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Choosing the right database for Your Applications, Debunked!

Picking the correct database for your applications requires intricate decision making. On the one hand, it’s easy to be led by a bias towards a database you are particularly familiar with. And on the other hand, the abundance of options makes this a complex decision. To solve the dilemma between an SQL and NoSQL database for your applications, you must draw conclusions based on your application’s concrete needs. The following are key considerations that can help you decide on the best database for your applications.

14 Key Factors to Consider When Choosing a Database

14 Key Factors to Consider When Choosing a Database- schema
  • Quantity of the Data to be Stored

The volume of critical application data stored and retrieved from the database plays a big part in selecting a database. Your choice must be anchored on the ability to store and retrieve all your data without negatively impacting your database. For terabytes of data or less, there are plenty of databases to pick from. Nonetheless, if your data volumes are as high as petabytes, the choice is considerably narrowed. As a general rule, the cost of storage will naturally be higher for more data. A safe choice is to leverage a tiered storage strategy. 

To meet your storage size needs adequately, you need to weigh factors such as the data structure, optimization, and partition capabilities.

  • Data structure

Settling for the most suitable data structures for the storage and retrieval of application data will make life easier for you. This is a major contributor to your choice of database. A mismatch between the two will result in more development work necessary for your application to be fully accessible and scalable. In the real world situation, it is common to find yourself with multiple sets of data that fall into different contexts. For your applications to run smoothly, it would be necessary to place each type of data into formats and databases which offer the best ease of use and flawless accessibility. For example, at Skelia, there are dedicated database developers who have helped our customers to choose the right database and successfully release their projects.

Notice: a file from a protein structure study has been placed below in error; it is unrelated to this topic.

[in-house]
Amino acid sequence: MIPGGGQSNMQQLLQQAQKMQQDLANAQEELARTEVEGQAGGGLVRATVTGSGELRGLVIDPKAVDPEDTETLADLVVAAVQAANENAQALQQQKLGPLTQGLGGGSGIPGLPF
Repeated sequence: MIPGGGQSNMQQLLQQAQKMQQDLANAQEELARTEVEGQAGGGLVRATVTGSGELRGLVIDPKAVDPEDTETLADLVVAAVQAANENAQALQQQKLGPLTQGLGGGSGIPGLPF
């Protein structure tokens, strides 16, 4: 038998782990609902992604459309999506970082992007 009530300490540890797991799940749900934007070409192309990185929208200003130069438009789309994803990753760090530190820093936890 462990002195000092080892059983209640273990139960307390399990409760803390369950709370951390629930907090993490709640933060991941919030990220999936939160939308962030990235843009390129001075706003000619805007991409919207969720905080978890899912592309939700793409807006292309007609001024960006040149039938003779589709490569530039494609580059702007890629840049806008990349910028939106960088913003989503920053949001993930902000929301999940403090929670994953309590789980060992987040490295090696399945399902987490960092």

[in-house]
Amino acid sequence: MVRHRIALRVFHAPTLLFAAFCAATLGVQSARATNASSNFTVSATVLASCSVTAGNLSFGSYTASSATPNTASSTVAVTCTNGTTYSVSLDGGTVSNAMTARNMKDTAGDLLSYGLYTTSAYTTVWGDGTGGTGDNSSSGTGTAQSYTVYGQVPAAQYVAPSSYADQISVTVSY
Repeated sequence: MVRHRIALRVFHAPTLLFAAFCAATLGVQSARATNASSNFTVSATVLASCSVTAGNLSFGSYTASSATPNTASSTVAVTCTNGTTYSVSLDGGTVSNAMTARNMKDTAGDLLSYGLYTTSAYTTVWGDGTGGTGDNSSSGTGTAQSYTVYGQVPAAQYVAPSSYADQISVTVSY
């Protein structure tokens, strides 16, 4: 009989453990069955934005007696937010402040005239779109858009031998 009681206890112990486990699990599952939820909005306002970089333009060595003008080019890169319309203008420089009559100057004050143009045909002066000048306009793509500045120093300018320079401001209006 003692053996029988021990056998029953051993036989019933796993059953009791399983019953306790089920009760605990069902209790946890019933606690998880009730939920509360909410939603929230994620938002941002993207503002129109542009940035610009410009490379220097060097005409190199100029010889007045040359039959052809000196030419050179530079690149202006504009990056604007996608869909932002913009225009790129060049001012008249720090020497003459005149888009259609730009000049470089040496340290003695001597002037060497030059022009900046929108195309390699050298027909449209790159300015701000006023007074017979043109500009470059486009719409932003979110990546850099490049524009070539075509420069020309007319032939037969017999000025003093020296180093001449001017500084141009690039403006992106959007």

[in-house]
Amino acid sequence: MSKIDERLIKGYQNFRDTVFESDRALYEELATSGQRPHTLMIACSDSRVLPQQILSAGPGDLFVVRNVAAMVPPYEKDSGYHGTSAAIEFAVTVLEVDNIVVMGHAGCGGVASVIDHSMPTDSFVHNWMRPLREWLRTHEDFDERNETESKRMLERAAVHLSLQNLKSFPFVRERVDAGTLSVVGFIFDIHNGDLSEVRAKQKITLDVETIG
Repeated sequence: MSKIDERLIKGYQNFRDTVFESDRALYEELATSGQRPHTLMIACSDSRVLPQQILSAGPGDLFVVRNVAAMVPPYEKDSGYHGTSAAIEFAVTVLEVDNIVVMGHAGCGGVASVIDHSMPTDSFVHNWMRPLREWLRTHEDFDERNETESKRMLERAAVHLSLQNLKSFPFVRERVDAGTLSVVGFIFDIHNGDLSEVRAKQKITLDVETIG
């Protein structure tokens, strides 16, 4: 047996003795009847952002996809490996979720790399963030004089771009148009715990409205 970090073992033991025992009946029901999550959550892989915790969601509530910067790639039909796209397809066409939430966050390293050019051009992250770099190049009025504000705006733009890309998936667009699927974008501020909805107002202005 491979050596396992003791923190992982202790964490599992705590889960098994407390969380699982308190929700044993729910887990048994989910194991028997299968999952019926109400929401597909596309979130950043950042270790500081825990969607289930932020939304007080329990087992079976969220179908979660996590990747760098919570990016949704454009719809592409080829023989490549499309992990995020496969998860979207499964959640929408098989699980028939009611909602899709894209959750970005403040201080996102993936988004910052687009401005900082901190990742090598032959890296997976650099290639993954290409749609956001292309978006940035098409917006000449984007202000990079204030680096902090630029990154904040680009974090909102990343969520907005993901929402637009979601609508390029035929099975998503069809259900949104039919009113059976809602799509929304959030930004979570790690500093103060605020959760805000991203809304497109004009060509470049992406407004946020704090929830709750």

• Number of frequent users

All databases have different advantages and disadvantages. For some, the shortfall is on scalability when it comes to serving a multitude of user queries for terabytes of data. As a result, there is a need to estimate the user load your database is likely to experience. The number of users and their frequency has a significant impact on database performance. 

In the case of a public database, such estimates are quite difficult to pin down accurately. Preparation for seasonal and spontaneous user loads is, therefore, a must. This can be achieved by going for a database that allows you to scale out horizontally to several servers.

  • Scalability

If you expect seasonal loads, then opt for a database that offers more organic support for horizontal scaling with less manual processes. Your scalability needs can also determine the choice between NoSQL databases and SQL databases. 

Usually, horizontal scalability is more effortless with NoSQL databases, which makes it the preferable option among many. There are, however, some SQL databases that can match up to this ease. As a general rule, dynamic scalability is a process more suitable for cloud resources.  

  • Throughput

If you are expecting many concurrent users, consider going for a solution characterized by high throughput. Throughput is presented as transactions per second and therefore affects the reads to writes ratios. It is best to predetermine the expected reads to writes ratio and use it to choose a database that will meet the speed requirements.

  • Consistency

Consistency translates to how the effects of database transactions are limited to the affected data, within set rules. SQL databases are more associated with strong data consistency as compared to NoSQL databases. This means if your application requires reads of the latest data, then the former would be more appropriate.

  • Availability

Availability is, no doubt, a top priority for everyone. This fares well with transactional databases, especially in the cloud running in various availability zones.  

  • Database Schema Stability

For databases with stable schema, the preferred database would be SQL. If such stability is not applicable, then the choice lies in NoSQL databases.

  • Data Shape